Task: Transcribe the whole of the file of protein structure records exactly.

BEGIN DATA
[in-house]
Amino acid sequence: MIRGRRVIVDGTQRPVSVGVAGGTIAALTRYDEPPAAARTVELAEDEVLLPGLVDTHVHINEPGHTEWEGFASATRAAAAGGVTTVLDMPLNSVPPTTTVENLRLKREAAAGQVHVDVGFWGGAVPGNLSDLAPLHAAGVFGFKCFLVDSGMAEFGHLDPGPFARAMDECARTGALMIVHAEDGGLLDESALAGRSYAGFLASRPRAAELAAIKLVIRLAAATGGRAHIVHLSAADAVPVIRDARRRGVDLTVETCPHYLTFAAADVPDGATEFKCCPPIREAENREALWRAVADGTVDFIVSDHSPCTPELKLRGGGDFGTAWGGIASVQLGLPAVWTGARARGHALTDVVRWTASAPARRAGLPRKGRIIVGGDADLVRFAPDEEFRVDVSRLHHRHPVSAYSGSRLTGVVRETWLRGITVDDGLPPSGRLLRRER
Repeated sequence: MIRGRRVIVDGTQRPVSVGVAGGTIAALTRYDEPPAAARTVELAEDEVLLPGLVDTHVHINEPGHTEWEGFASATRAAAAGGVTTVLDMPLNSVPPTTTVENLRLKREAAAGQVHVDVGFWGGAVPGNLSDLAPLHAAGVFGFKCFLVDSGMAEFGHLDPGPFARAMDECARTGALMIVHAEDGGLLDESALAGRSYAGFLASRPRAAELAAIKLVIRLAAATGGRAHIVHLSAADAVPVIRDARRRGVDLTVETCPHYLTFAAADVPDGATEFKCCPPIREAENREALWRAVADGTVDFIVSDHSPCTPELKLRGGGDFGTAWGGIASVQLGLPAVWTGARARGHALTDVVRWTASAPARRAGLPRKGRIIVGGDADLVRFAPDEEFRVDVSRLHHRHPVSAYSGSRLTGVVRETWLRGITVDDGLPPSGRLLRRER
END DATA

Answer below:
[in-house]
Amino acid sequence: MIRGRRVIVDGTQRPVSVGVAGGTIAALTRYDEPPAAARTVELAEDEVLLPGLVDTHVHINEPGHTEWEGFASATRAAAAGGVTTVLDMPLNSVPPTTTVENLRLKREAAAGQVHVDVGFWGGAVPGNLSDLAPLHAAGVFGFKCFLVDSGMAEFGHLDPGPFARAMDECARTGALMIVHAEDGGLLDESALAGRSYAGFLASRPRAAELAAIKLVIRLAAATGGRAHIVHLSAADAVPVIRDARRRGVDLTVETCPHYLTFAAADVPDGATEFKCCPPIREAENREALWRAVADGTVDFIVSDHSPCTPELKLRGGGDFGTAWGGIASVQLGLPAVWTGARARGHALTDVVRWTASAPARRAGLPRKGRIIVGGDADLVRFAPDEEFRVDVSRLHHRHPVSAYSGSRLTGVVRETWLRGITVDDGLPPSGRLLRRER
Repeated sequence: MIRGRRVIVDGTQRPVSVGVAGGTIAALTRYDEPPAAARTVELAEDEVLLPGLVDTHVHINEPGHTEWEGFASATRAAAAGGVTTVLDMPLNSVPPTTTVENLRLKREAAAGQVHVDVGFWGGAVPGNLSDLAPLHAAGVFGFKCFLVDSGMAEFGHLDPGPFARAMDECARTGALMIVHAEDGGLLDESALAGRSYAGFLASRPRAAELAAIKLVIRLAAATGGRAHIVHLSAADAVPVIRDARRRGVDLTVETCPHYLTFAAADVPDGATEFKCCPPIREAENREALWRAVADGTVDFIVSDHSPCTPELKLRGGGDFGTAWGGIASVQLGLPAVWTGARARGHALTDVVRWTASAPARRAGLPRKGRIIVGGDADLVRFAPDEEFRVDVSRLHHRHPVSAYSGSRLTGVVRETWLRGITVDDGLPPSGRLLRRER